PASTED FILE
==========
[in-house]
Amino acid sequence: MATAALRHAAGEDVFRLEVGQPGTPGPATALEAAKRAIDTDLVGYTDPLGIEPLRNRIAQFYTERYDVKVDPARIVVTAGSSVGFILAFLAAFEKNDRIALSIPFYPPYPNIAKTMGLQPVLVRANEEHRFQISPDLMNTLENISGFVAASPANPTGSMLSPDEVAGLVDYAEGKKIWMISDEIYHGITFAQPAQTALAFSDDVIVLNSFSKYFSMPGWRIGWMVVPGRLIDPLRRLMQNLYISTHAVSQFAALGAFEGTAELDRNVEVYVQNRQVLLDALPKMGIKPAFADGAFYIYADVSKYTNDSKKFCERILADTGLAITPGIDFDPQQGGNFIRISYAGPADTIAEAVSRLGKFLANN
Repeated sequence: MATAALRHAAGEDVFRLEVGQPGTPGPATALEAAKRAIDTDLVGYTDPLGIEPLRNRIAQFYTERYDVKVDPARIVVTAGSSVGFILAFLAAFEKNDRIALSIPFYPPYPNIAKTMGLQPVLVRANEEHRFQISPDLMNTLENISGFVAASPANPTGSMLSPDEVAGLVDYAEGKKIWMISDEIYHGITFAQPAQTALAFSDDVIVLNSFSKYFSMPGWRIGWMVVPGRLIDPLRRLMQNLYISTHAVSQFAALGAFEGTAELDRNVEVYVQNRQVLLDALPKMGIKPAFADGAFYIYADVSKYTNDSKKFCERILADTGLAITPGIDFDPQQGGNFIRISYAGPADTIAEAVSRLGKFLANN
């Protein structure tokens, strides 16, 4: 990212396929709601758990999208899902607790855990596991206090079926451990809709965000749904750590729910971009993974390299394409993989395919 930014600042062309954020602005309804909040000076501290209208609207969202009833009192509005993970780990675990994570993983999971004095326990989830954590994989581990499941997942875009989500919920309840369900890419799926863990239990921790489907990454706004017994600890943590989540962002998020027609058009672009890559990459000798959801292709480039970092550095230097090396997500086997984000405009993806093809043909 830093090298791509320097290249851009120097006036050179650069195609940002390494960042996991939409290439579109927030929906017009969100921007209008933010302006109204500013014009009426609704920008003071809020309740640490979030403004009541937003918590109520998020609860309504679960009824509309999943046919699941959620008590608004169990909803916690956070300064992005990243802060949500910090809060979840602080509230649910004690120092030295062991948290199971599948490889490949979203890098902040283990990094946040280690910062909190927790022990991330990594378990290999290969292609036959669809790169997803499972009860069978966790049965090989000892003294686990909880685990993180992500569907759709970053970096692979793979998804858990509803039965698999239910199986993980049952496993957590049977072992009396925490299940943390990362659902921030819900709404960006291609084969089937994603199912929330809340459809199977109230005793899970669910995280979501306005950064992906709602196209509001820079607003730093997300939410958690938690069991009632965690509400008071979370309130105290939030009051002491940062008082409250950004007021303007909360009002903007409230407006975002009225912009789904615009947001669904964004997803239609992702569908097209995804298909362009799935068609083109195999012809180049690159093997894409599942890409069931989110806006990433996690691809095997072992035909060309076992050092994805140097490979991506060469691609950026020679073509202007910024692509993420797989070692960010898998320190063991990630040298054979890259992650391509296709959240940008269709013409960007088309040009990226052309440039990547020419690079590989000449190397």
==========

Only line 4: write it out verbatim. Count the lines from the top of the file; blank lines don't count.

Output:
């Protein structure tokens, strides 16, 4: 990212396929709601758990999208899902607790855990596991206090079926451990809709965000749904750590729910971009993974390299394409993989395919 930014600042062309954020602005309804909040000076501290209208609207969202009833009192509005993970780990675990994570993983999971004095326990989830954590994989581990499941997942875009989500919920309840369900890419799926863990239990921790489907990454706004017994600890943590989540962002998020027609058009672009890559990459000798959801292709480039970092550095230097090396997500086997984000405009993806093809043909 830093090298791509320097290249851009120097006036050179650069195609940002390494960042996991939409290439579109927030929906017009969100921007209008933010302006109204500013014009009426609704920008003071809020309740640490979030403004009541937003918590109520998020609860309504679960009824509309999943046919699941959620008590608004169990909803916690956070300064992005990243802060949500910090809060979840602080509230649910004690120092030295062991948290199971599948490889490949979203890098902040283990990094946040280690910062909190927790022990991330990594378990290999290969292609036959669809790169997803499972009860069978966790049965090989000892003294686990909880685990993180992500569907759709970053970096692979793979998804858990509803039965698999239910199986993980049952496993957590049977072992009396925490299940943390990362659902921030819900709404960006291609084969089937994603199912929330809340459809199977109230005793899970669910995280979501306005950064992906709602196209509001820079607003730093997300939410958690938690069991009632965690509400008071979370309130105290939030009051002491940062008082409250950004007021303007909360009002903007409230407006975002009225912009789904615009947001669904964004997803239609992702569908097209995804298909362009799935068609083109195999012809180049690159093997894409599942890409069931989110806006990433996690691809095997072992035909060309076992050092994805140097490979991506060469691609950026020679073509202007910024692509993420797989070692960010898998320190063991990630040298054979890259992650391509296709959240940008269709013409960007088309040009990226052309440039990547020419690079590989000449190397």